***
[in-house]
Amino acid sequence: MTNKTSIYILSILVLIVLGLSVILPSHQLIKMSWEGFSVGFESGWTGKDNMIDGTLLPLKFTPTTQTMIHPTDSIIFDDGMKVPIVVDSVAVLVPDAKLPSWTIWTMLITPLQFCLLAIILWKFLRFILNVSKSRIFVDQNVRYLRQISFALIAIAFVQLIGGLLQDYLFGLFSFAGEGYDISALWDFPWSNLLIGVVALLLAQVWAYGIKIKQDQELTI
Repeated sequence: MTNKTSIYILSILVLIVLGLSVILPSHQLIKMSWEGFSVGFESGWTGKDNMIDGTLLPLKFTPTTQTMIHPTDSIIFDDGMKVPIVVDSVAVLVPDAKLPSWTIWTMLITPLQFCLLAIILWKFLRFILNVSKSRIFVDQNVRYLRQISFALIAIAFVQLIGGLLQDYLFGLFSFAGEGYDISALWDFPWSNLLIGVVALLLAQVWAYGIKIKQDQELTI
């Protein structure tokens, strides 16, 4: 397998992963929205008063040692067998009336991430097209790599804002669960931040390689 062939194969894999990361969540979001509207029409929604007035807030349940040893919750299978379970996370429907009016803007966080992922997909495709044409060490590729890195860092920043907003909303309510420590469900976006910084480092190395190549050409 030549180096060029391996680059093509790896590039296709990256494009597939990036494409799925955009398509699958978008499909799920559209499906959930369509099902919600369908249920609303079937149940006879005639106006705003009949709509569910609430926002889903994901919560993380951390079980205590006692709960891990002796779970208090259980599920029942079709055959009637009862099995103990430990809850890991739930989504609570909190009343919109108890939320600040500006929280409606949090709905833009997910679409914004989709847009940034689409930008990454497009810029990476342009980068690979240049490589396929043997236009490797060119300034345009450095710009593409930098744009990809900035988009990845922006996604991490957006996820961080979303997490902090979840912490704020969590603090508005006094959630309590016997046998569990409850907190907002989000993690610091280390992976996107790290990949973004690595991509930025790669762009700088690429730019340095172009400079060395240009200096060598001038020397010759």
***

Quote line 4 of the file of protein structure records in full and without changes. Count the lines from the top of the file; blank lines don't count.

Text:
């Protein structure tokens, strides 16, 4: 397998992963929205008063040692067998009336991430097209790599804002669960931040390689 062939194969894999990361969540979001509207029409929604007035807030349940040893919750299978379970996370429907009016803007966080992922997909495709044409060490590729890195860092920043907003909303309510420590469900976006910084480092190395190549050409 030549180096060029391996680059093509790896590039296709990256494009597939990036494409799925955009398509699958978008499909799920559209499906959930369509099902919600369908249920609303079937149940006879005639106006705003009949709509569910609430926002889903994901919560993380951390079980205590006692709960891990002796779970208090259980599920029942079709055959009637009862099995103990430990809850890991739930989504609570909190009343919109108890939320600040500006929280409606949090709905833009997910679409914004989709847009940034689409930008990454497009810029990476342009980068690979240049490589396929043997236009490797060119300034345009450095710009593409930098744009990809900035988009990845922006996604991490957006996820961080979303997490902090979840912490704020969590603090508005006094959630309590016997046998569990409850907190907002989000993690610091280390992976996107790290990949973004690595991509930025790669762009700088690429730019340095172009400079060395240009200096060598001038020397010759």